Credits

I would like to give credit where credit is due. Videos are from YouTube and other sources such as NicoNico while Oricon rankings and other information are translated from the Japanese Wikipedia unless noted.

Wednesday, June 15, 2016

Chisato Moritaka -- Hae Otoko (ハエ男)



I'm not sure if this had ever been a thing back in the 1960s but once I saw the opening of the old CBS comedy series "The Munsters", I often equated some of those monster movies with surf rock melodies.


My assumption was probably furthered deepened with a 1962 novelty song that I used to hear on those K-Tel commercials, "Monster Mash" by Bobby Pickett. Dracula, the Frankenstein monster and the Wolfman didn't seem so scary anymore.


Those pop cultural memories were the ones that popped up in my head when I first saw this video for Chisato Moritaka's(森高千里)18th single, "Hae Otoko" (The Fly) from June 1993. Actually the title translates as "The Fly-Man" but I think in keeping with the horror theme here, "The Fly" is better since it has been the title for some famous scary movies. And watching the first few minutes of Moritaka's mini-parody of "Alien" (In space, no one can hear you sing?), I think the singer-songwriter was well in on the joke, although watching the first several seconds, I had thought that it was more of a shout out to an old "Twilight Zone" episode starring Elizabeth Montgomery and Charles Bronson (yep, Samantha and the "Death Wish" guy).

But I digress. As soon as the climax arrives, Moritaka goes into "Hae Otoko", the electric guitars start swinging and the singer begins shimmying across the floor. Perhaps later into the 1990s, her hair was shorter and she wasn't wearing that amazing Sgt. Pepper's suit as much, but Moritaka still had that swagger in her music and that cheekiness in her lyrics.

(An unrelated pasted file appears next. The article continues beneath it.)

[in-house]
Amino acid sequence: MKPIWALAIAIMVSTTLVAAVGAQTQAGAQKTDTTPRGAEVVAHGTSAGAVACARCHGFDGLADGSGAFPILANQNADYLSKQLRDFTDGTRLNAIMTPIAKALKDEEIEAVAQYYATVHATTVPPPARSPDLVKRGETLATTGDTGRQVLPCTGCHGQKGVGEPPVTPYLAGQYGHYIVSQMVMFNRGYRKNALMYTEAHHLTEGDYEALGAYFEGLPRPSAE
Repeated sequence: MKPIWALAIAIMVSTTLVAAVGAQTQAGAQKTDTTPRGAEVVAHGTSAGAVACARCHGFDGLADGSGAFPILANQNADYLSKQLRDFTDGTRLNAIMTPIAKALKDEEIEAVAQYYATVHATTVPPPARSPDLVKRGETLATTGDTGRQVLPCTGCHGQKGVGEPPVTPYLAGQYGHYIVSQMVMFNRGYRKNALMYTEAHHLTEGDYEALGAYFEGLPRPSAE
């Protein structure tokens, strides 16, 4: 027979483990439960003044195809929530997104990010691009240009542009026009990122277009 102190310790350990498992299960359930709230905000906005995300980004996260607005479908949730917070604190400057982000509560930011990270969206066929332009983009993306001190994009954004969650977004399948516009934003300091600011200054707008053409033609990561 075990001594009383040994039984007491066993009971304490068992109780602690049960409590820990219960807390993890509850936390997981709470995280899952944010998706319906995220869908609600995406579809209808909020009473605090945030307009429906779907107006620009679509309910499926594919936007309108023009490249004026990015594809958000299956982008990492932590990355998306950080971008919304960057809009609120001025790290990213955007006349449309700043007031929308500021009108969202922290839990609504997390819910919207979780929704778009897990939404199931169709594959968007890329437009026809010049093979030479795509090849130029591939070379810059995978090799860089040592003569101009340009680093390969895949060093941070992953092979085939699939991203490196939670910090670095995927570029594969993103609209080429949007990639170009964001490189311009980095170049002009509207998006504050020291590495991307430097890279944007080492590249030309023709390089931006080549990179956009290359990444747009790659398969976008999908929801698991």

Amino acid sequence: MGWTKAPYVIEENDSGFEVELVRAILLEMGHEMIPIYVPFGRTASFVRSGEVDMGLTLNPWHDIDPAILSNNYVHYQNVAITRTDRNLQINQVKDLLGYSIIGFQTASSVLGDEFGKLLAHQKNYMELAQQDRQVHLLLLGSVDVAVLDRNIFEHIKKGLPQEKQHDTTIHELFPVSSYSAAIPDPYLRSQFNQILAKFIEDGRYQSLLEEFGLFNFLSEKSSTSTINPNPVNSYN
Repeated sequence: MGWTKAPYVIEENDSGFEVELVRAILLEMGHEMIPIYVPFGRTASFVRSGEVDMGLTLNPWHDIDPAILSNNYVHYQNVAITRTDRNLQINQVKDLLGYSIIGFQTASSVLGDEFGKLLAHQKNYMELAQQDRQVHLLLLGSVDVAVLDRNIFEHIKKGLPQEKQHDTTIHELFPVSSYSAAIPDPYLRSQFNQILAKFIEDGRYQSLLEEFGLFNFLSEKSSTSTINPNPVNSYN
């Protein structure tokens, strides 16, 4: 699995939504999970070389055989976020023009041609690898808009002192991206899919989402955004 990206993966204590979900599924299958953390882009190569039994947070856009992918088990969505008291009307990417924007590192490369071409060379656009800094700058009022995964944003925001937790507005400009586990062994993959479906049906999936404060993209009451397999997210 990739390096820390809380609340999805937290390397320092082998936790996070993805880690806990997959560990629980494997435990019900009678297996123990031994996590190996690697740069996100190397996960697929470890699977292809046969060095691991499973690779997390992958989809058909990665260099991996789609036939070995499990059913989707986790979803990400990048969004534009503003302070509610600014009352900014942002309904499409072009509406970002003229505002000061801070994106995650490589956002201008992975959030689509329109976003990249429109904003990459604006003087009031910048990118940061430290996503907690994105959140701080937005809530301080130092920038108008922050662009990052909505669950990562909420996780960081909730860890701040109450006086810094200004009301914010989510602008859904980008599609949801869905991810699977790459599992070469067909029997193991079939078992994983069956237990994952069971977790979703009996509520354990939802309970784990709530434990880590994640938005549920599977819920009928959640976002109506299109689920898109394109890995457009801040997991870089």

And the misdirection here is that "Hae Otoko" isn't about a monster at all. Well, at least not the horror type, anyways. Moritaka is simply and happily griping about that noxious sycophant at work who seems to be an essential character in any Japanese corporate comedy-drama. He is the one that hovers about the arrogant senior staffer like a mosquito while he snipes away at the main nice characters in the office. Yet, the music brings back memories of Halloween and "Monster Mash". Genius combination!


"Hae Otoko" was written and composed by Moritaka. It hit No. 12 on the charts and was also included as a track on her 8th album "Lucky 7" from May 1993. That album became a purchase of mine here at Sun Wa way back when, and when I saw the title "Hae Otoko" at the back, I just thought, "Yep, that's a Chisato title alright."


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